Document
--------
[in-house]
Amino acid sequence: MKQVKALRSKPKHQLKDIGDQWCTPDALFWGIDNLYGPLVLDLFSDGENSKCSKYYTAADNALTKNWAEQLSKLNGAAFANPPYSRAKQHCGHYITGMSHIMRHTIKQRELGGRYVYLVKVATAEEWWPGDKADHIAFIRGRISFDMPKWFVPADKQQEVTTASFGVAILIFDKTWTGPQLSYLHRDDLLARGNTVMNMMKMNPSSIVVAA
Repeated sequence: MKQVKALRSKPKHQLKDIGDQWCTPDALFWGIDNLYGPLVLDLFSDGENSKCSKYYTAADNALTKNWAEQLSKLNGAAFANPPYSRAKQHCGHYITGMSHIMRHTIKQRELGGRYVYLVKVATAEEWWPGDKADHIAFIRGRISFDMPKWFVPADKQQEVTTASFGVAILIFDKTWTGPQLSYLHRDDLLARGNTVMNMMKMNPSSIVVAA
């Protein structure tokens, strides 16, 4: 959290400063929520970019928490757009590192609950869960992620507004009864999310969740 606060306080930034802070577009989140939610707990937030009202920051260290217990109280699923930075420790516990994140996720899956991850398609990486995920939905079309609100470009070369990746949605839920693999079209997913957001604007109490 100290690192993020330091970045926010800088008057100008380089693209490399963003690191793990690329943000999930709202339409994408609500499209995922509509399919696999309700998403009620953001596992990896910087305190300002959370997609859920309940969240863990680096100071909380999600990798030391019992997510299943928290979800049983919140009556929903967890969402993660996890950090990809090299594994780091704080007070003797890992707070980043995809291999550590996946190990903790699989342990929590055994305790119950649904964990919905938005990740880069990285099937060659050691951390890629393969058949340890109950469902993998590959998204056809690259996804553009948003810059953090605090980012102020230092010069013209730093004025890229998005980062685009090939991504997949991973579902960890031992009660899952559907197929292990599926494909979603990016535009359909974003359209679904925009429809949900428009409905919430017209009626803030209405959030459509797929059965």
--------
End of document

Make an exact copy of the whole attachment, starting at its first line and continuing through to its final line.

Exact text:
[in-house]
Amino acid sequence: MKQVKALRSKPKHQLKDIGDQWCTPDALFWGIDNLYGPLVLDLFSDGENSKCSKYYTAADNALTKNWAEQLSKLNGAAFANPPYSRAKQHCGHYITGMSHIMRHTIKQRELGGRYVYLVKVATAEEWWPGDKADHIAFIRGRISFDMPKWFVPADKQQEVTTASFGVAILIFDKTWTGPQLSYLHRDDLLARGNTVMNMMKMNPSSIVVAA
Repeated sequence: MKQVKALRSKPKHQLKDIGDQWCTPDALFWGIDNLYGPLVLDLFSDGENSKCSKYYTAADNALTKNWAEQLSKLNGAAFANPPYSRAKQHCGHYITGMSHIMRHTIKQRELGGRYVYLVKVATAEEWWPGDKADHIAFIRGRISFDMPKWFVPADKQQEVTTASFGVAILIFDKTWTGPQLSYLHRDDLLARGNTVMNMMKMNPSSIVVAA
């Protein structure tokens, strides 16, 4: 959290400063929520970019928490757009590192609950869960992620507004009864999310969740 606060306080930034802070577009989140939610707990937030009202920051260290217990109280699923930075420790516990994140996720899956991850398609990486995920939905079309609100470009070369990746949605839920693999079209997913957001604007109490 100290690192993020330091970045926010800088008057100008380089693209490399963003690191793990690329943000999930709202339409994408609500499209995922509509399919696999309700998403009620953001596992990896910087305190300002959370997609859920309940969240863990680096100071909380999600990798030391019992997510299943928290979800049983919140009556929903967890969402993660996890950090990809090299594994780091704080007070003797890992707070980043995809291999550590996946190990903790699989342990929590055994305790119950649904964990919905938005990740880069990285099937060659050691951390890629393969058949340890109950469902993998590959998204056809690259996804553009948003810059953090605090980012102020230092010069013209730093004025890229998005980062685009090939991504997949991973579902960890031992009660899952559907197929292990599926494909979603990016535009359909974003359209679904925009429809949900428009409905919430017209009626803030209405959030459509797929059965």